- Knott, Kim (2000). Hinduism: A Very Short Introduction. Oxford University Press, USA. p. 160. ISBN 0-19-285387-2.
- "Information on Lord Krishna Birth and Death Time". Retrieved 29 March 2015.
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- Dr Narhari Achar
- "The Scientific Timeline of Lord Krishna". Stephen Knapp.com.
- "Notable Horoscopes Motilal Banarsidass Publ., 1991, ISBN 8120809009,9788120809000". Retrieved 30 December 2015.
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- Sangave 2001, p. 104.
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- Zimmer 1953, p. 183.
- John Dowson (2003). Classical Dictionary of Hindu Mythology and Religion, Geography, History and Literature. Kessinger Publishing. p. 361. ISBN 0-7661-7589-8.
- See Beck, Guy, "Introduction" in Beck 2005, pp. 1–18
- Knott 2000, p. 55
- Flood (1996) p. 117
- See McDaniel, June, "Folk Vaishnavism and Ṭhākur Pañcāyat: Life and status among village Krishna statues" in Beck 2005, p. 39
- Kennedy, M. T. (1925). The Chaitanya Movement: A Study of the Vaishnavism of Bengal. H. Milford, Oxford university press.
- K. Klostermaier (1997). The Charles Strong Trust Lectures, 1972-1984. Crotty, Robert B. Brill Academic Pub. p. 109. ISBN 90-04-07863-0.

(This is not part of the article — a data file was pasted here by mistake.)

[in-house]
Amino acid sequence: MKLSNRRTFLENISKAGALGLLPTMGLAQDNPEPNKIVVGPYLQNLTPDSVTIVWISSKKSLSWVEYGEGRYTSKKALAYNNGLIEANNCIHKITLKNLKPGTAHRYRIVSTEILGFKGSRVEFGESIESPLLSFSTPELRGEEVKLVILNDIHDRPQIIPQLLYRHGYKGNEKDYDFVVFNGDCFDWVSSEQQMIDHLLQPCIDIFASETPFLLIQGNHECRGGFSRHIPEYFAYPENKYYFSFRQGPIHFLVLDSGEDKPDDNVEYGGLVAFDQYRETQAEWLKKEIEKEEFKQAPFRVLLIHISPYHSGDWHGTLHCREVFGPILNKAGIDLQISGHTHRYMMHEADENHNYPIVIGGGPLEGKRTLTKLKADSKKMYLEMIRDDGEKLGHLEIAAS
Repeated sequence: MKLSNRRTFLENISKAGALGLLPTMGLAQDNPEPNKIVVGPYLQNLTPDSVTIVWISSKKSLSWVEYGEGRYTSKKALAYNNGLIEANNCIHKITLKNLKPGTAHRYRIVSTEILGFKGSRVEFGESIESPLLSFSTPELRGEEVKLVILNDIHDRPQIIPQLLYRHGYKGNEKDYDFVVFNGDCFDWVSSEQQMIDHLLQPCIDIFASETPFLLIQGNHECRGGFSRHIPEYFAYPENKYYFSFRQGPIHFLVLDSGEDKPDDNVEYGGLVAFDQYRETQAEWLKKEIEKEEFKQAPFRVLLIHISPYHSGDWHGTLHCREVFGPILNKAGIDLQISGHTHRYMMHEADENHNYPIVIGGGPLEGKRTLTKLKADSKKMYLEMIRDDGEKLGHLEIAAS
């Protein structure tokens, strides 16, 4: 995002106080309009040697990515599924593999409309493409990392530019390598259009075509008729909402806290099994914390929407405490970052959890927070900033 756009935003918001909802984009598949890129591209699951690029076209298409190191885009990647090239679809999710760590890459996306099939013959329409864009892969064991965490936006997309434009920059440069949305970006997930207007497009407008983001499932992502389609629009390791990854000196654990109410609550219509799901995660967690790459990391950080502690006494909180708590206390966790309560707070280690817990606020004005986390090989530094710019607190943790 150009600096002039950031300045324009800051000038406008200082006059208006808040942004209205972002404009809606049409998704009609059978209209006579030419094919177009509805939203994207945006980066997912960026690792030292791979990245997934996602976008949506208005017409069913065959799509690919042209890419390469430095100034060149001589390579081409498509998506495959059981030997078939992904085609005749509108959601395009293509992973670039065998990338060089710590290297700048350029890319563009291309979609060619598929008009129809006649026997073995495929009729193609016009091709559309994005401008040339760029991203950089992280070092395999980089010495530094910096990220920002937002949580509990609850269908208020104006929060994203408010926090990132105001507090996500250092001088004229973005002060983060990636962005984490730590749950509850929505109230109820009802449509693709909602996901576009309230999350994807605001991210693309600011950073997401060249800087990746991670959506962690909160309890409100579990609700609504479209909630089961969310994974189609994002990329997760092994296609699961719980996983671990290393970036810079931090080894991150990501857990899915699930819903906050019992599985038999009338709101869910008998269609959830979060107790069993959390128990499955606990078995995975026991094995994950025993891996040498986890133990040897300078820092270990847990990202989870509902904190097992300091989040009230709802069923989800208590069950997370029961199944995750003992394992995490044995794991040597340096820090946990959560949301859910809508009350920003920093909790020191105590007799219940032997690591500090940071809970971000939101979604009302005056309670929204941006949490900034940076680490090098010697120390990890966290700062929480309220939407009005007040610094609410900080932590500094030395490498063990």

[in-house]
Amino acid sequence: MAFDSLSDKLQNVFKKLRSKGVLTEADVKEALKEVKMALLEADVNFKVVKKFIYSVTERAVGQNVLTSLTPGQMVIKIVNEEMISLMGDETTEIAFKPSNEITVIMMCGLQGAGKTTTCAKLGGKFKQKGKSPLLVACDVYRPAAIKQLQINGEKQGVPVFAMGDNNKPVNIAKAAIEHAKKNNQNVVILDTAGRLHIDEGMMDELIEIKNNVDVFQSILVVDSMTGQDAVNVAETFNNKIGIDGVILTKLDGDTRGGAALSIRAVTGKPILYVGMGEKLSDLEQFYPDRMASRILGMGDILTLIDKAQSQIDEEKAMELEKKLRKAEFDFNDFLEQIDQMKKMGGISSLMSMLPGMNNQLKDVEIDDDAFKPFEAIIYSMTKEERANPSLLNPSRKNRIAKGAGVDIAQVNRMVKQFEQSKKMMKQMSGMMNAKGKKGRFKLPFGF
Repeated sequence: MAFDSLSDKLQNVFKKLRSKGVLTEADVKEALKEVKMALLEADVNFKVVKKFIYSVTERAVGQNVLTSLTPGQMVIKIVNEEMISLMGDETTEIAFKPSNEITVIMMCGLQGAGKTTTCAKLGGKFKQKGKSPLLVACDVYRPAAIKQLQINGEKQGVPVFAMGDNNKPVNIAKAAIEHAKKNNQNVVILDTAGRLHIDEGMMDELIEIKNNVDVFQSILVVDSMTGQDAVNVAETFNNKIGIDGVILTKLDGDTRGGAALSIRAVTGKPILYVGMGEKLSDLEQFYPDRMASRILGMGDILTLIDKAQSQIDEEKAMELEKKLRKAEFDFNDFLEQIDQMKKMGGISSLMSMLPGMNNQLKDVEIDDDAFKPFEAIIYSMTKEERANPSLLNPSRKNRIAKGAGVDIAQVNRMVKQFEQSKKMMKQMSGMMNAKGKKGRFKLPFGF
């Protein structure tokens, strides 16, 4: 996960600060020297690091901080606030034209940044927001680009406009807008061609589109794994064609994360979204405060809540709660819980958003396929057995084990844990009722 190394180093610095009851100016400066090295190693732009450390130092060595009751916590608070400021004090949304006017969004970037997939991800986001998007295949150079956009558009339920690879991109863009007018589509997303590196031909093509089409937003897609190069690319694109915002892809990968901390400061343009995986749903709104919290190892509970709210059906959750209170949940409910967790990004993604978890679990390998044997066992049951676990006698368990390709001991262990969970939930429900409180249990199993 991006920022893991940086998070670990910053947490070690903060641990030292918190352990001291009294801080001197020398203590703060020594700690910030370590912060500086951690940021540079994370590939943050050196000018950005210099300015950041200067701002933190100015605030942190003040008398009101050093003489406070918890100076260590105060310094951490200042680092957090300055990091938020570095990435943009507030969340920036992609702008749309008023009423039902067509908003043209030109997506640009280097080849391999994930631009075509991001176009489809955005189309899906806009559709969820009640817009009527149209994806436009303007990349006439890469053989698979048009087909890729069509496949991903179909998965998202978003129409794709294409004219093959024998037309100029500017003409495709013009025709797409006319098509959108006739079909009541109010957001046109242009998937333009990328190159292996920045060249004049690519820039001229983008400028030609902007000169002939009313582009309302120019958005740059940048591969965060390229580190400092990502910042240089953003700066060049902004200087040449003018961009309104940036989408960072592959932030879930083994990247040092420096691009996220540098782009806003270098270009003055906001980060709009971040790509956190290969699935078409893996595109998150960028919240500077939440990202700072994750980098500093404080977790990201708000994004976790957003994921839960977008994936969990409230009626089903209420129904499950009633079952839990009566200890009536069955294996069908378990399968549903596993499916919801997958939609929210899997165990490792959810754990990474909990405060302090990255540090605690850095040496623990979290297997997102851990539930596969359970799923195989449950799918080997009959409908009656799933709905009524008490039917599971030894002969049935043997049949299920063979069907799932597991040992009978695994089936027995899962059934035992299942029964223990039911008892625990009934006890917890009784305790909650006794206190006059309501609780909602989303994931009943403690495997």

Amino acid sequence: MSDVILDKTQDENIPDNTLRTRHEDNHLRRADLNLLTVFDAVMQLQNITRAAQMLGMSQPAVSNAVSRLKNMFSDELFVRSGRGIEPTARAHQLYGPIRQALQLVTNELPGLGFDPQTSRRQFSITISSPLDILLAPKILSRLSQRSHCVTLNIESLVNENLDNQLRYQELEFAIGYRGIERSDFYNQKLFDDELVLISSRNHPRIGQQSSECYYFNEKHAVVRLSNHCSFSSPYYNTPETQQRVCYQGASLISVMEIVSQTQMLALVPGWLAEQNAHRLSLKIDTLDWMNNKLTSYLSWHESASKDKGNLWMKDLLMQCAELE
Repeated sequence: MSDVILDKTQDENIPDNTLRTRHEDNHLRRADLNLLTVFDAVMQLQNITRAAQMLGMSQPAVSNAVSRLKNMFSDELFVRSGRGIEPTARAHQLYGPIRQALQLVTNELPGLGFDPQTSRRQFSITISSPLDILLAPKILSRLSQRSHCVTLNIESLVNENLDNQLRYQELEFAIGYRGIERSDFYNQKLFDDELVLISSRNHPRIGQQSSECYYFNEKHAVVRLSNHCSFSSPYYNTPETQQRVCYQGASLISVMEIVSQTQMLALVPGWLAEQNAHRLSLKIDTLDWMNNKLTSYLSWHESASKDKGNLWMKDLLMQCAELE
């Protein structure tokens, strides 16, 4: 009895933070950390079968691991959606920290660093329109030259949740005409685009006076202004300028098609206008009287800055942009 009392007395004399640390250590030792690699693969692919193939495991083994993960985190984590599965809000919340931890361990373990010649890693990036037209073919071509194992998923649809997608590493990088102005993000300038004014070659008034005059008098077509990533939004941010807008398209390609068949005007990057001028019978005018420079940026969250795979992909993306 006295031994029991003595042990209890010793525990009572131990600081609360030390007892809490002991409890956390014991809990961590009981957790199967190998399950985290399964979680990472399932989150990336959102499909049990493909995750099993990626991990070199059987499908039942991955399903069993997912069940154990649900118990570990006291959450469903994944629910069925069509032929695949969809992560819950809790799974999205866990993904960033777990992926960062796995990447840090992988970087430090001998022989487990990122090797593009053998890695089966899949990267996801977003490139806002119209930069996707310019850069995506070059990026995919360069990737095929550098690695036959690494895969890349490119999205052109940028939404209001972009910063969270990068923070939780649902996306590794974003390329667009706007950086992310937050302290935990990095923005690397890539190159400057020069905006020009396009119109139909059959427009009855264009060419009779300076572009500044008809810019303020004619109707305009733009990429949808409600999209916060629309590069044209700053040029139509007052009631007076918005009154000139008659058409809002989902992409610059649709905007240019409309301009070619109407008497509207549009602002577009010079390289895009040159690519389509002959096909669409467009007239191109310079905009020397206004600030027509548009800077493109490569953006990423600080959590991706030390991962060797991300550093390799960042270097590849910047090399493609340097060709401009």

For his worshippers he is not an avatara in the usual sense, but Svayam Bhagavan, the Lord himself.
- Delmonico, N., The History Of Indic Monotheism And Modern Chaitanya Vaishnavism in Ekstrand 2004
- De, S. K. (1960). Bengal's contribution to Sanskrit literature & studies in Bengal Vaisnavism. KL Mukhopadhyaya.p. 113: "The Bengal School identifies the Bhagavat with Krishna depicted in the Shrimad-Bhagavata and presents him as its highest personal God."
- Bryant 2007, p. 381
- "Vaishnava". encyclopedia. Division of Religion and Philosophy University of Cumbria. Retrieved 2008-10-13. [Vaishnava] University of Cumbria website Retrieved on 5-21-2008
- Graham M. Schweig (2005). Dance of Divine Love: The Rڄasa Lڄilڄa of Krishna from the Bhڄagavata Purڄa. na, India's classic sacred love story. Princeton, N.J.: Princeton University Press. Front Matter. ISBN 0-691-11446-3.
- Bhattacharya, Gouriswar: Vanamala of Vasudeva-Krsna-Visnu and Sankarsana-Balarama. In: Vanamala. Festschrift A.J. Gail. Serta Adalberto Joanni Gail LXV. diem natalem celebranti ab amicis collegis discipulis dedicata.